NOT Giant Hogweed!
El inglés es el idioma de control de esta página. En la medida en que haya algún conflicto entre la traducción al inglés y la traducción, el inglés prevalece.
Al hacer clic en el enlace de traducción se activa un servicio de traducción gratuito para convertir la página al español. Al igual que con cualquier traducción por Internet, la conversión no es sensible al contexto y puede que no traduzca el texto en su significado original. NC State Extension no garantiza la exactitud del texto traducido. Por favor, tenga en cuenta que algunas aplicaciones y/o servicios pueden no funcionar como se espera cuando se traducen.
English is the controlling language of this page. To the extent there is any conflict between the English text and the translation, English controls.
Clicking on the translation link activates a free translation service to convert the page to Spanish. As with any Internet translation, the conversion is not context-sensitive and may not translate the text to its original meaning. NC State Extension does not guarantee the accuracy of the translated text. Please note that some applications and/or services may not function as expected when translated.Collapse ▲
Recently there was a webinar on invasive plants in North Carolina. One of the plants highlighted was Giant Hogweed. All parts of Giant Hogweed are very toxic. The sap of the plant will cause burns if it comes in contact with the skin. Here in Carteret County, that webinar prompted several phone calls and a few emails about plants that are blooming now (mid-July) with white umbel flower heads.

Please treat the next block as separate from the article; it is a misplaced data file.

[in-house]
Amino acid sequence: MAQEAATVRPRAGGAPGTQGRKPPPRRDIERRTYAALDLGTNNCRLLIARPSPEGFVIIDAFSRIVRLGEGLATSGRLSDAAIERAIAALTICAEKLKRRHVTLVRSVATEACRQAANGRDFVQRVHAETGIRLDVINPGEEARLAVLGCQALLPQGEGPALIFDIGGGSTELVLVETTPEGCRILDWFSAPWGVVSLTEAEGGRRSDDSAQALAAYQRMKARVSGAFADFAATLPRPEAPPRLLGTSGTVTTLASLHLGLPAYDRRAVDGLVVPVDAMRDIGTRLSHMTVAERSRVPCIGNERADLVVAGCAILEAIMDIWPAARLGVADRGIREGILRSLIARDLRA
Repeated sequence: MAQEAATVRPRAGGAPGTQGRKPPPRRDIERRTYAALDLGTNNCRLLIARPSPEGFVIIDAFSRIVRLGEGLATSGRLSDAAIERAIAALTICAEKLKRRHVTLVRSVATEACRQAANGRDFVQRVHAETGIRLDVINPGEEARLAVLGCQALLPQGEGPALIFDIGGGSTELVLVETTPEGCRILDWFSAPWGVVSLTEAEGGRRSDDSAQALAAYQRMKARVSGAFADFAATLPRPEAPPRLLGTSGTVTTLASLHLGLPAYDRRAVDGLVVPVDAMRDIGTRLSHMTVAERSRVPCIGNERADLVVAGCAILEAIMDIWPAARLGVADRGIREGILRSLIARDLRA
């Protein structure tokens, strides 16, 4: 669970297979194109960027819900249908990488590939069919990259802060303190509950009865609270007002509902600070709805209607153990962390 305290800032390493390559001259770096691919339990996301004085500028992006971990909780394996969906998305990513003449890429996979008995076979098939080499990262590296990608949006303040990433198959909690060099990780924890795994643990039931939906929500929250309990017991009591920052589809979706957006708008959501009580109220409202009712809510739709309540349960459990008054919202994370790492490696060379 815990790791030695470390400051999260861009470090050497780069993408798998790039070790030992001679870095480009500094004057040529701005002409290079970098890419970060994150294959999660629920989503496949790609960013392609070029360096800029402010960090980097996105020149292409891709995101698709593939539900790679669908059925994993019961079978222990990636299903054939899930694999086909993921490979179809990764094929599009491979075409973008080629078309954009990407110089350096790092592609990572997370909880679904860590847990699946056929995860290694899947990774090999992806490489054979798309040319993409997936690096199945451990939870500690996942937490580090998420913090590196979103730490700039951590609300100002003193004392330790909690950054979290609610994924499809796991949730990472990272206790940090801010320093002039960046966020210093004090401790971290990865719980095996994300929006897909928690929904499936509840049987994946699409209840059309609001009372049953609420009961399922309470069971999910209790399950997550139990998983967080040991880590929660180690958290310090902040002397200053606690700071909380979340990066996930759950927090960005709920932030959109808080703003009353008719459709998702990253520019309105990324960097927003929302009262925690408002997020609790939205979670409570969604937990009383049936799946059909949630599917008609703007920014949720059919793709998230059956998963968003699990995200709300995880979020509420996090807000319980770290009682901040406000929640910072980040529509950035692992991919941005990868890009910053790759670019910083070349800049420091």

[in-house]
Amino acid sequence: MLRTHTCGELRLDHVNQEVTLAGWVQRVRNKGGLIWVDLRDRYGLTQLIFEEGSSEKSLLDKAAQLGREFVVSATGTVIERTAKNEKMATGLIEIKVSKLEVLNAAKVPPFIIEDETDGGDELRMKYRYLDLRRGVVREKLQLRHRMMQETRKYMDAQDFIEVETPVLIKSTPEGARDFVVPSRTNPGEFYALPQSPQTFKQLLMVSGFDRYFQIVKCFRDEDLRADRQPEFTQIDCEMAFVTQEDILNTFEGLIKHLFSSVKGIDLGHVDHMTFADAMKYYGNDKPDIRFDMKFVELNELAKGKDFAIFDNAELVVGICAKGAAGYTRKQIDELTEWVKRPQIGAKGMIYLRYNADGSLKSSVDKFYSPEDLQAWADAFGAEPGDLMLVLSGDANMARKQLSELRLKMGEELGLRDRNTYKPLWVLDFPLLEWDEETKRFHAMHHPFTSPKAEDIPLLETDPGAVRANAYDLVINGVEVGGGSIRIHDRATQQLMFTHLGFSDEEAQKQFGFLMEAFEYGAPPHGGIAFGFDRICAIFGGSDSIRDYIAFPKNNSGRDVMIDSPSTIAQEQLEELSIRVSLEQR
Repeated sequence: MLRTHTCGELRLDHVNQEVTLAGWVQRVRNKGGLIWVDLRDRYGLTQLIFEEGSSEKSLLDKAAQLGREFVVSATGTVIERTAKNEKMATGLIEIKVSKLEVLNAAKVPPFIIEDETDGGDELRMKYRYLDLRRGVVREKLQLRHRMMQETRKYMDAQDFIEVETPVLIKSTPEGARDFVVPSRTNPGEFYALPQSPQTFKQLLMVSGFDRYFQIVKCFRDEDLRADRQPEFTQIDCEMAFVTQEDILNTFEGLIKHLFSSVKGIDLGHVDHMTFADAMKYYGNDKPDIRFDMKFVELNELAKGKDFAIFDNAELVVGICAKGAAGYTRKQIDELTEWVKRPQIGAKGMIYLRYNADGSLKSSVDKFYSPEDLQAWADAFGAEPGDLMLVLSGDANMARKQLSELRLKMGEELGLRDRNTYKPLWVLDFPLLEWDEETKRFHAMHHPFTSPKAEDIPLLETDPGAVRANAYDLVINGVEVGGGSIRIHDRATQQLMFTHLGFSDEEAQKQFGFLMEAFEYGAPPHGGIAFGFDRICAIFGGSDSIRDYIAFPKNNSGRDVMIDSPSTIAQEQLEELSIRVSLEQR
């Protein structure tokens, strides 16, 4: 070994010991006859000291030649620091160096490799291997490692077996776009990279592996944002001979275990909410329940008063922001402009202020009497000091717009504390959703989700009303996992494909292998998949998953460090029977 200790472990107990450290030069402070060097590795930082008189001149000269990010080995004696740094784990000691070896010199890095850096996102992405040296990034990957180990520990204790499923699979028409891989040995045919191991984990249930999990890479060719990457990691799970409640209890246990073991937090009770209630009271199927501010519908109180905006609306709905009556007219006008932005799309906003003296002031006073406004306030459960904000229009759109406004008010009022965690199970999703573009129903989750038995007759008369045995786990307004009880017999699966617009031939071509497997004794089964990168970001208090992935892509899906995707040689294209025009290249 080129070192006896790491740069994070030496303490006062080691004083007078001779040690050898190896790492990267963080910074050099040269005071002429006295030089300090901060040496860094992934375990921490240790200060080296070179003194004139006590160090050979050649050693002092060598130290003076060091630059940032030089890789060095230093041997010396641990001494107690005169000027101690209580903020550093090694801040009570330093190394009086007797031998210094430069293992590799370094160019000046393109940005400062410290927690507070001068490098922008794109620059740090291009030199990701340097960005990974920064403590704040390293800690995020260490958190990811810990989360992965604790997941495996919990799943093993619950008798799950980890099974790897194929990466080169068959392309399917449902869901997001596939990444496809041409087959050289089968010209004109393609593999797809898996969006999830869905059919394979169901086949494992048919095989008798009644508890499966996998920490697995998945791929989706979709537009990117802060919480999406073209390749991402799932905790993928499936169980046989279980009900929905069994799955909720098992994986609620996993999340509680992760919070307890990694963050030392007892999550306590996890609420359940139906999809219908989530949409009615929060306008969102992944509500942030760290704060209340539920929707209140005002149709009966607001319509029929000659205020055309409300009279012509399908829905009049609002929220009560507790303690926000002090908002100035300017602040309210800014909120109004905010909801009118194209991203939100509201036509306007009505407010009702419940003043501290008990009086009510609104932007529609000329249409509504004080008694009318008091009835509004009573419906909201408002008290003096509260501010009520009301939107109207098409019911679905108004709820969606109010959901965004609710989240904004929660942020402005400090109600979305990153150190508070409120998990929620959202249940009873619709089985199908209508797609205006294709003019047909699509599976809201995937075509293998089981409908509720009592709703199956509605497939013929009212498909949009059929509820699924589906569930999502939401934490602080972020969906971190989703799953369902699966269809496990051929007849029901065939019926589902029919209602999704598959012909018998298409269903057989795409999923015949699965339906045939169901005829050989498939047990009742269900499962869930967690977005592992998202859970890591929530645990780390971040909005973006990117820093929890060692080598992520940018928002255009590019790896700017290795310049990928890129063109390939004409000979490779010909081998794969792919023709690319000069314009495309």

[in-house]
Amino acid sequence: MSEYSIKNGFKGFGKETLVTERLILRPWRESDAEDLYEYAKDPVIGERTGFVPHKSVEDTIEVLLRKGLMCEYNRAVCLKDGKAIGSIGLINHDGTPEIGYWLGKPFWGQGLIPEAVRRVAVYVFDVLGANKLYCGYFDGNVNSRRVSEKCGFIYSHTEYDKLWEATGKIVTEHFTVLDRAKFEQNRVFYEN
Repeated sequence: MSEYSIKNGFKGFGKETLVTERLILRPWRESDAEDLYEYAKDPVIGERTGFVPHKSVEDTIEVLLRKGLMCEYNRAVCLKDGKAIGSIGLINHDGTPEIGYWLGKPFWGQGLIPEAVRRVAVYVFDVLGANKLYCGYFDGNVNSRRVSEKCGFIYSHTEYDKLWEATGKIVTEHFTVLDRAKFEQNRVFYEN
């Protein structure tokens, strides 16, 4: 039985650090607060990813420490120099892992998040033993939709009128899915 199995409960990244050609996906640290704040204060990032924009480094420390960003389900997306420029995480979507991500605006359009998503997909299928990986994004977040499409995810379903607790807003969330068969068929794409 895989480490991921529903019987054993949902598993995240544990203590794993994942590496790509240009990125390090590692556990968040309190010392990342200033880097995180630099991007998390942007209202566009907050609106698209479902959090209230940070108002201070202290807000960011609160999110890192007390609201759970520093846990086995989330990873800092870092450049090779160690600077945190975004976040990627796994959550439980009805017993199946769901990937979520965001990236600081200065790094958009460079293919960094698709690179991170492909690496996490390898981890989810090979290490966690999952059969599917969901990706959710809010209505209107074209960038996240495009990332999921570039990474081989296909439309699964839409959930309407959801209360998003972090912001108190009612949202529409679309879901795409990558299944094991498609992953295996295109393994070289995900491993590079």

Water Hemlock, found here in Carteret County, reaches 4 to 7 feet in height, can be found growing on the ditch bank, has compound leaves and thick stems. All this is similar to Giant Hogweed except that Giant Hogweed reaches heights of 8 to 15 feet tall and the leaves are measured in feet not inches.
After going and taking a look at the plants in question and doing some research. The plants in both locations were identified to be water hemlock (Cicuta maculate). While this particular plant is poisonous if eaten, brushing up against it will not cause burns on the skin.
The U. S. Forest Service has a great webpage on water hemlock that gives some distinguishing characteristics without being too technical. Here are a few of those:
- The umbels of white flowers are at the tip of the stems and are slightly domed
- The leaves are two or three times pinnately compound (the leaf comes off the stem and branches two or three time) having a fern-like appearance.
- The veins in the leaves branch at the tip of the vein with one branch leading to the tip of the tooth on the leaf and the other leading to the base of the “V” between teeth.
- The stems may have some magenta (red) streaking but not spots.
There are several plants that have a similar appearance to Giant Hogweed growing wild here in Carteret County, but there has yet to be a sighting of the very dangerous Giant Hogweed here. The only known population of Giant Hogweed in North Carolina is in Watauga County in the mountains, so it’s unlikely that Giant Hogweed would be found in Carteret County. U. S. Fish & Wildlife Service has a list of six plants that look similar to Giant Hogweed. If a plant is seen that looks like giant hogweed, please us send pictures and the location of the plant.